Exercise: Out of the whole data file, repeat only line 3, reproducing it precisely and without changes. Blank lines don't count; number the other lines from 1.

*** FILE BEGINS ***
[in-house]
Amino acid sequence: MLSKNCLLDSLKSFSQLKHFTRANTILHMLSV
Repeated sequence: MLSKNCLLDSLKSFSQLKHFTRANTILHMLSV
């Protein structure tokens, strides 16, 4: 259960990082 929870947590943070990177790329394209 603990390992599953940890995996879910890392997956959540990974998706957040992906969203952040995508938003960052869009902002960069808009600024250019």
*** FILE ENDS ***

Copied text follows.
Repeated sequence: MLSKNCLLDSLKSFSQLKHFTRANTILHMLSV